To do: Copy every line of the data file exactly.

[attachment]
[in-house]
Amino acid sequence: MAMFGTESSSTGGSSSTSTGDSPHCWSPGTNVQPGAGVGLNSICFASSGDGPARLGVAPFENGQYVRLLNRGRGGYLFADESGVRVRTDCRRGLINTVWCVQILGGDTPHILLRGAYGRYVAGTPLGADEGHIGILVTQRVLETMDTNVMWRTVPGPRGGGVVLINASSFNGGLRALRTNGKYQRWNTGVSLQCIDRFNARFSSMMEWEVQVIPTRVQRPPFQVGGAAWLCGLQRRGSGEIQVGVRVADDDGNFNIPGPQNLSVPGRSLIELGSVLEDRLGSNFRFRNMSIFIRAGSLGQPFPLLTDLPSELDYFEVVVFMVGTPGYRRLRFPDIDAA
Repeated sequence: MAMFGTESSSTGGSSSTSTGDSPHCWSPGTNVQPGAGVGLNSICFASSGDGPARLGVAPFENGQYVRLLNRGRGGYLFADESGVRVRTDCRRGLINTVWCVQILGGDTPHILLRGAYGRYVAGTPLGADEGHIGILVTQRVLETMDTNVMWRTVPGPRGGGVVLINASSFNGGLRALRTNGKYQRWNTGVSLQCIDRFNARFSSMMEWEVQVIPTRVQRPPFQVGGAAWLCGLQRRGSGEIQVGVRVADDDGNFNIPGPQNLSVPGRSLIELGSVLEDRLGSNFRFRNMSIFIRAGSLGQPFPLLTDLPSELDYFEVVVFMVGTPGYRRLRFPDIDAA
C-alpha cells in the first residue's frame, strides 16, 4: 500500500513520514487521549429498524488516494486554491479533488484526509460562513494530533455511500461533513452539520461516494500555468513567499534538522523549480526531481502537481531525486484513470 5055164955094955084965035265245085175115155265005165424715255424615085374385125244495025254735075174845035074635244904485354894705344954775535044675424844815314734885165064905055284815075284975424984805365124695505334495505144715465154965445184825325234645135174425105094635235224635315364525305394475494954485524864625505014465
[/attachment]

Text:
[in-house]
Amino acid sequence: MAMFGTESSSTGGSSSTSTGDSPHCWSPGTNVQPGAGVGLNSICFASSGDGPARLGVAPFENGQYVRLLNRGRGGYLFADESGVRVRTDCRRGLINTVWCVQILGGDTPHILLRGAYGRYVAGTPLGADEGHIGILVTQRVLETMDTNVMWRTVPGPRGGGVVLINASSFNGGLRALRTNGKYQRWNTGVSLQCIDRFNARFSSMMEWEVQVIPTRVQRPPFQVGGAAWLCGLQRRGSGEIQVGVRVADDDGNFNIPGPQNLSVPGRSLIELGSVLEDRLGSNFRFRNMSIFIRAGSLGQPFPLLTDLPSELDYFEVVVFMVGTPGYRRLRFPDIDAA
Repeated sequence: MAMFGTESSSTGGSSSTSTGDSPHCWSPGTNVQPGAGVGLNSICFASSGDGPARLGVAPFENGQYVRLLNRGRGGYLFADESGVRVRTDCRRGLINTVWCVQILGGDTPHILLRGAYGRYVAGTPLGADEGHIGILVTQRVLETMDTNVMWRTVPGPRGGGVVLINASSFNGGLRALRTNGKYQRWNTGVSLQCIDRFNARFSSMMEWEVQVIPTRVQRPPFQVGGAAWLCGLQRRGSGEIQVGVRVADDDGNFNIPGPQNLSVPGRSLIELGSVLEDRLGSNFRFRNMSIFIRAGSLGQPFPLLTDLPSELDYFEVVVFMVGTPGYRRLRFPDIDAA
C-alpha cells in the first residue's frame, strides 16, 4: 500500500513520514487521549429498524488516494486554491479533488484526509460562513494530533455511500461533513452539520461516494500555468513567499534538522523549480526531481502537481531525486484513470 5055164955094955084965035265245085175115155265005165424715255424615085374385125244495025254735075174845035074635244904485354894705344954775535044675424844815314734885165064905055284815075284975424984805365124695505334495505144715465154965445184825325234645135174425105094635235224635315364525305394475494954485524864625505014465